Research culture, supervision and training

At Strathclyde, Centres for Doctoral Training aim to provide you with an innovative, engaging, and supportive student experience that promotes world class research in an interdisciplinary environment. You will benefit from a range of excellent training and opportunities and be part of our vibrant research culture.

The Primary Supervisor for this project is based in the School of Humanities. The School of Humanities is currently home to over 110 postgraduate research students (PGRs), who are part of a larger community of over 300 PGRs at Strathclyde’s Humanities and Social Sciences Graduate School. Many PGRs in the Humanities are part of cross-disciplinary, cross-Faculty/School supervisory teams, engaged in relevant areas of research, including: Internet and Social Media Studies; Race, Postcolonial and Migration Studies; Gender and Equality Rights; International Policy and Politics. You will have the opportunity to participate actively in relevant staff/student initiatives, such as the Race, Ethnicity and Migration (REM) network and the Strathclyde University Feminist Research Network (SUFRN); and present at relevant events such as the Humanities Research Seminar Series and the more subject-specific Journalism, Media and Communications Research Seminar Series. The Secondary Supervisor is based in the Law School. Strathclyde Law School has, in its 60 year history, established and consolidated its reputation for research excellence and provides a vibrant and inclusive research environment for PGRs.

We are members of the Scottish Graduate School for Arts and Humanities and the Scottish Graduate School of Social Science. All registered PGRs are members of one or both of these Schools, which provide training, event and funding opportunities for all PhD students.

A key focus of the CDT will be training, to support your development as a highly skilled researcher able to work at the interface of different disciplines and methods. CDT-specific training will sit alongside research skills training offered within your home faculty, and you’ll also enrol in the University’s Postgraduate Certificate in Researcher Professional Development (PG Cert RPD). This programme offers a tailored suite of workshops, courses, events, online provisions and resources designed to meet your development needs. This is a unique qualification, where students can gain credits for academic-related activities, such as conference presentations, event organisation, and public engagement. This programme is aimed at developing skilled, confident researchers and effective and valuable potential employees. You will graduate with the University’s Postgraduate Certificate in Researcher Professional Development.

Equality, Diversity and Inclusion

The University of Strathclyde is a socially progressive institution that strives to ensure equality of opportunity and celebrates the diversity of its student and staff community. Strathclyde is people-oriented and collaborative, offering a supportive and flexible working culture with a deep commitment to our equality, diversity and inclusion charters, initiatives, groups and networks.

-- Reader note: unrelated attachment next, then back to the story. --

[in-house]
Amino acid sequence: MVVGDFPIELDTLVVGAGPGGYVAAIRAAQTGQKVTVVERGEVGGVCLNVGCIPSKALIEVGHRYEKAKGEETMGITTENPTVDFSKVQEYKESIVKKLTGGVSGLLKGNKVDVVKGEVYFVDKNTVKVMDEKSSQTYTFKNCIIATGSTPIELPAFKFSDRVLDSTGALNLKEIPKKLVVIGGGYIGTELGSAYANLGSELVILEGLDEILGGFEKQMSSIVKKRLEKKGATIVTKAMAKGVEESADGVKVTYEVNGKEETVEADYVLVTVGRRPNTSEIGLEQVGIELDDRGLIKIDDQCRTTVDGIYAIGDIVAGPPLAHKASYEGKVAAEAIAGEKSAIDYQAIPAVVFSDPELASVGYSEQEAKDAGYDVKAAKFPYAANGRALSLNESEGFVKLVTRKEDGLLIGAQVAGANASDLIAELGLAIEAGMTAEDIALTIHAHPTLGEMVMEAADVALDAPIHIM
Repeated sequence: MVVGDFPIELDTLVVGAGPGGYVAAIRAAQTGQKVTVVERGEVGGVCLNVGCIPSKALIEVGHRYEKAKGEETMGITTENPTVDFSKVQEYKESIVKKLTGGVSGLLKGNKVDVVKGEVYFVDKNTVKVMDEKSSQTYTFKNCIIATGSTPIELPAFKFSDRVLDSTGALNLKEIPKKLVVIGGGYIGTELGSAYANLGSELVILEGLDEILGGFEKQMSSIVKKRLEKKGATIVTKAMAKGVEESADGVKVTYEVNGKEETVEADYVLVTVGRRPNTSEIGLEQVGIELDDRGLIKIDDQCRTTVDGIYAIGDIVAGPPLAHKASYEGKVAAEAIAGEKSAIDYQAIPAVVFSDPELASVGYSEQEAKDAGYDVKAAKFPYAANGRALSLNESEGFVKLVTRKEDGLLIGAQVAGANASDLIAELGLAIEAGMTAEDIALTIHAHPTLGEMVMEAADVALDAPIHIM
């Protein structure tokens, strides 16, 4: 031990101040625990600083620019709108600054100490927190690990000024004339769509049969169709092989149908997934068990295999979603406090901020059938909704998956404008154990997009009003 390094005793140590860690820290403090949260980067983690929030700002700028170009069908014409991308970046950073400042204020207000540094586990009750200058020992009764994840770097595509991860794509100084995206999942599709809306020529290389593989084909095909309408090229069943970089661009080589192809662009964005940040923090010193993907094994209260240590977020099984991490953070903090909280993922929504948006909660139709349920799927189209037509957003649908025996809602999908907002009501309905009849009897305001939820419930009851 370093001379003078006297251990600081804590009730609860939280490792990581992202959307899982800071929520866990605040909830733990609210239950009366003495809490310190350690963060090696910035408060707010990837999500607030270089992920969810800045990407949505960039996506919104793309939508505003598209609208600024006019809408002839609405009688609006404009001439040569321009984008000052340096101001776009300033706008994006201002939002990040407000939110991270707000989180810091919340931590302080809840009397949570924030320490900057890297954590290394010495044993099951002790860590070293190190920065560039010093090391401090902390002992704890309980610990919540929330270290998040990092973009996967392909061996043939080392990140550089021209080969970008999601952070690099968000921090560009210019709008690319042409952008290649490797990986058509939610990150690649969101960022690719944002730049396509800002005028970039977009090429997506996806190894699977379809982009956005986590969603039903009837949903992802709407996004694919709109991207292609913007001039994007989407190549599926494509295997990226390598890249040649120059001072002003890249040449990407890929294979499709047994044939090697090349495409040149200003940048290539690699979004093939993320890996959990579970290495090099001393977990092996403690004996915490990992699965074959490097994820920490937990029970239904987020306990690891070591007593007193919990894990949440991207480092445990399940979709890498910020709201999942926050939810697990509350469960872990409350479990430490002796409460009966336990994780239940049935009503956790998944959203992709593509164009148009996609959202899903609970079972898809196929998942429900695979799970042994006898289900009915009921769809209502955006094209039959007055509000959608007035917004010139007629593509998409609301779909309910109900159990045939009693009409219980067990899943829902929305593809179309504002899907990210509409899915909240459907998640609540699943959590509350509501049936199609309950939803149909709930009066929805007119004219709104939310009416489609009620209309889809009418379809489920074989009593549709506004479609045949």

We strongly encourage applications from Black, Asian and minority ethnicity, women, LGBT+, and disabled candidates and candidates from lower socio-econo

Back to opportunity

Funding details

Funded candidates will receive a maintenance grant in line with UK Research and Innovation guidance to cover living expenses, with an annual cost of living increase. Home fees are included in the studentship.

International candidates are very welcome to apply but will be required to pay the difference between the home student fee and the international student tuition fee.

Back to opportunity


Dr Esperanza Miyake

Chancellor'S Fellow And Senior Lecturer
Journalism, Media and Communication

View profile
Dr Schippers

Dr Birgit Schippers


View profile
Back to course


Interested candidates should forward a CV (3 pages max. and to include undergraduate and postgraduate degree grade point averages) and project proposal (1500-2000 words) to the Centre for the Study of Human Rights Law: You will receive an email confirmation of receipt within 3 working days. If you do not receive this, please email the named contacts below.

This proposal should indicate:

  • Motivations for researching in this subject area
  • Your understanding of the research context, to demonstrate your knowledge of the subject area
  • A suggested research question or questions, and how these fit in relation to the suggested questions above
  • Potential research methods.

Please indicate in your email if you are available on the interview dates.

If your application is not shortlisted, we aim to let you know within 2 weeks.

Number of places: 1

Shortlisting will be carried out by three members of the supervisory team at the Strathclyde Centre for Doctoral Training in Human Rights-based Decision Making.

It is anticipated that shortlisted applicants will be invited to interview on 5 July 2023.

All staff involved in shortlisting and interviewing will have undertaken recent unconscious bias training.

Interviews will take place via Zoom. Applicants can request an in-person interview if preferred and this will be accommodated depending on availability of the interview panel.

To read how we process personal data, applicants can review our 'Privacy Notice for Student Applicants and Potential Applicants' on our Privacy notices' web page.

Back to course

Contact us

For further information please contact Dr Esperanza Miyake ( and/or Dr Birgit Schippers (